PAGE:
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Music Timeless music for rebels with a cause

A double album of covers that takes the listener on a tour on protest, struggle and hope, writes MIK SABIERS

Kronos Quartet
Long Time Passing: Kronos Quartet and Friends Celebrate Pete Seeger
(Smithsonian Folkways Recordings)

 

Pete Seeger and protest went hand in hand. The American folk music he pioneered and popularised was marked by support for civil rights, counterculture, workers’ rights and the environment.

If you don’t know the name, you will know the music, from If I Had a Hammer to Turn, Turn, Turn, it is his legacy and those songs that are celebrated on this compilation of cover versions by the Kronos Quartet and a series of collaborators.  

Seeger was adept not only at writing songs, but at adapting and amplifying cultural messages.

The Kronos Quartet – a “reimagined” string quartet whose creativity has been enhanced by collaboration with some of the world’s most accomplished composers and performers – have been ploughing a similar furrow for over 40 years.

The two concepts combine on this double album of covers that takes the listener on a tour on protest, struggle and hope.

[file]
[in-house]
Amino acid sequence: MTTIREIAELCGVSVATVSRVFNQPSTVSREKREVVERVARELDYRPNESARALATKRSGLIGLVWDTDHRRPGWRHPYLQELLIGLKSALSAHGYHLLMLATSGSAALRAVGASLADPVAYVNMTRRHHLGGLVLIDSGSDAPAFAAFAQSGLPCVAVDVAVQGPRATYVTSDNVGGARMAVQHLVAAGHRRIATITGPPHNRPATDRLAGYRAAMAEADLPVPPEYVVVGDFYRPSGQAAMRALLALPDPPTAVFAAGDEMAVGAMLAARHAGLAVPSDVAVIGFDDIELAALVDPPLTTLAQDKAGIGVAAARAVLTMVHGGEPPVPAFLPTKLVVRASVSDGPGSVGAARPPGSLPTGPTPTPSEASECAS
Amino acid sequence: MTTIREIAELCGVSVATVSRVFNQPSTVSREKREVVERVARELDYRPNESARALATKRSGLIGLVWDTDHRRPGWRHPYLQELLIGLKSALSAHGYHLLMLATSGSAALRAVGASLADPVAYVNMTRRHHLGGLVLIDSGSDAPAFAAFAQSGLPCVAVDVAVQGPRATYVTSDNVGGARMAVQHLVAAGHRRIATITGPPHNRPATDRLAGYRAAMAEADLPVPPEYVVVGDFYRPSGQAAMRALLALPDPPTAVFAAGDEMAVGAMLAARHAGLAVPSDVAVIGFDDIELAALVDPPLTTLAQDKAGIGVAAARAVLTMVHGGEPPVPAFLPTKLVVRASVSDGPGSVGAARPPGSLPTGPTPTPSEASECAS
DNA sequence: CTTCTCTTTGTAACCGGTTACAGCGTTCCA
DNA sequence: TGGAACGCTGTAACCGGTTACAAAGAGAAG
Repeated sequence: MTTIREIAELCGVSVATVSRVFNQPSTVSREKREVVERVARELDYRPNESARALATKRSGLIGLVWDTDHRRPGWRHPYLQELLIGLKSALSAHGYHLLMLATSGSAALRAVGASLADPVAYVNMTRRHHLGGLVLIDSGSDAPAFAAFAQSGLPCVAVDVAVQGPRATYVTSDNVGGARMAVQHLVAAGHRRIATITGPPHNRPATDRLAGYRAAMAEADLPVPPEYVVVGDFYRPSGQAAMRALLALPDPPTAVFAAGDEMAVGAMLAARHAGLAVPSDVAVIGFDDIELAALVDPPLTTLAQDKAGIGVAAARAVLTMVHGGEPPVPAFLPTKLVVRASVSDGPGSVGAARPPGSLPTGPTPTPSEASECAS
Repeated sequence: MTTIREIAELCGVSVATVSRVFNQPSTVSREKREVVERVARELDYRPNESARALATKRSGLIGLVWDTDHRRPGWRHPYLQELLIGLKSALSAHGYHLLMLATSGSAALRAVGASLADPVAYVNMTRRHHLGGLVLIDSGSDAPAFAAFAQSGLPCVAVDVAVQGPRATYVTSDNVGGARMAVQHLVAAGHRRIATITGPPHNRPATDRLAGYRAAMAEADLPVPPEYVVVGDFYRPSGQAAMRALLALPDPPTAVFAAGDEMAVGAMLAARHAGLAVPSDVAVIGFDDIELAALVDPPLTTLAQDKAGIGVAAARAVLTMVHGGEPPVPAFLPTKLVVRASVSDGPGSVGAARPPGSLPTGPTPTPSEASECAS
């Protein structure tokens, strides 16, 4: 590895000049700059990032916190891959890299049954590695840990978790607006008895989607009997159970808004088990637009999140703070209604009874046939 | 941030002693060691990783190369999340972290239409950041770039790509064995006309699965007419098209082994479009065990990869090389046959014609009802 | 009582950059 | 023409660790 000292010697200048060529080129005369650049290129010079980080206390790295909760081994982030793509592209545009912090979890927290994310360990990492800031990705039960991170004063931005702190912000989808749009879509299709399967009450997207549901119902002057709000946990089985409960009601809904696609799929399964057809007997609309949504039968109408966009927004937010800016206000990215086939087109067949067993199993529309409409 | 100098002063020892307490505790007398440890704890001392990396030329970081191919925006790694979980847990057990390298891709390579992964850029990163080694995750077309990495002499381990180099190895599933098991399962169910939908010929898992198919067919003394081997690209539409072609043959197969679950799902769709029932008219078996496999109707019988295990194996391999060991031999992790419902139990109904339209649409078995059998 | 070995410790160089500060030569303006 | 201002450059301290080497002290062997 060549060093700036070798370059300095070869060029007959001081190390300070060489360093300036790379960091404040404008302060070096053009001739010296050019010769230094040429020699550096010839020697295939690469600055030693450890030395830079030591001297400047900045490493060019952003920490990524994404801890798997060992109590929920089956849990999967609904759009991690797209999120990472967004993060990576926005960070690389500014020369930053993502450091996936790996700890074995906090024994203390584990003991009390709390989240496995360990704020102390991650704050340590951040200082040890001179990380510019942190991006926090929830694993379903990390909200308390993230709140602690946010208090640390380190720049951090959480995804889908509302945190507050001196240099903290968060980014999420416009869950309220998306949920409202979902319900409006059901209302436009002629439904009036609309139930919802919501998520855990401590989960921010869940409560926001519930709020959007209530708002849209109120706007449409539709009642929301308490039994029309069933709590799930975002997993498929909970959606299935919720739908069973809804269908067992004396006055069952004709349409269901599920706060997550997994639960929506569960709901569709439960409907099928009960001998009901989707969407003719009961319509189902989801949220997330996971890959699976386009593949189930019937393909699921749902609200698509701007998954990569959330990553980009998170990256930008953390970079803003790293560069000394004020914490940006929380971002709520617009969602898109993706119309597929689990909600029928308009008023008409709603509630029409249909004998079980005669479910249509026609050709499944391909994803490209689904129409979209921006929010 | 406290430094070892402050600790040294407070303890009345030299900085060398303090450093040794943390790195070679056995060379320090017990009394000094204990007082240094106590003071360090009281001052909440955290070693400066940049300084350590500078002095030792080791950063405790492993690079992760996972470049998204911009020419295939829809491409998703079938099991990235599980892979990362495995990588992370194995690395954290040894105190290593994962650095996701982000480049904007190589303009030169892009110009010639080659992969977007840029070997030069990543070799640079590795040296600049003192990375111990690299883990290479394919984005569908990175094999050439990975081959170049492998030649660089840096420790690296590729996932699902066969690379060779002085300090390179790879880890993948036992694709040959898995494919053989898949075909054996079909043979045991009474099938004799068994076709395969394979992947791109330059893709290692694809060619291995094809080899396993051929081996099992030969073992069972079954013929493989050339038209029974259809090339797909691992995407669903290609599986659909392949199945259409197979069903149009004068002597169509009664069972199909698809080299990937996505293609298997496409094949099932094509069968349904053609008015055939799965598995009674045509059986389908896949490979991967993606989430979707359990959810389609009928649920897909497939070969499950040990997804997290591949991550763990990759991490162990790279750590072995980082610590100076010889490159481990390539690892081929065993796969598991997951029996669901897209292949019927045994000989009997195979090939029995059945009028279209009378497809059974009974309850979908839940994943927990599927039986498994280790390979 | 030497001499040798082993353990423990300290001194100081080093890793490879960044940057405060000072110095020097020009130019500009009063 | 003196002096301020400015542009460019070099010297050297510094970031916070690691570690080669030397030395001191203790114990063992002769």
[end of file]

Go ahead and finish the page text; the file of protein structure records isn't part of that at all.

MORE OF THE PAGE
From the opener Which Side Are You On which exhorts the listener to be either a union man or a thug for (JH) Blair, to the call to arms of Step By Step, this is an interesting mix of classical strings, simple voices and a pure message.

Garbage is a jaunty track on waste that mutates into a treatise on the failings of capitalism, while the internationalist flavour sees songs shift from India with Ram Dhun – popularised by Gandhi – to South Africa and a traditional if slightly twisted version of The Lion Sleeps Tonight, by way of the Spanish Civil War and Maria Amal’s voice extolling the International Brigades on Jarama Valley.

Storyteller – an odd 16-minute track midway through – actually showcases both the scope of Seeger and the quality of the Kronos Quartet as spoken word and strings combine to tell Seeger’s backstory.

And the album ends with a rousing, rightful and reviving We Shall Overcome: Seeger was said to have changed the lyrics from “We will” to the more singable ‘We Shall”. This acknowledged anthem of the civil-rights movement lives on and remains as important today as 50 years ago.

This is a fitting, thoughtful and just tribute to the music and mastery of a man that stood for the ordinary worker, the dispossessed, those discriminated against and those who fought back.

Inspired by protest, driven by action, delivering change because change has got to come, it’s a welcome addition and listen to any collection.

 

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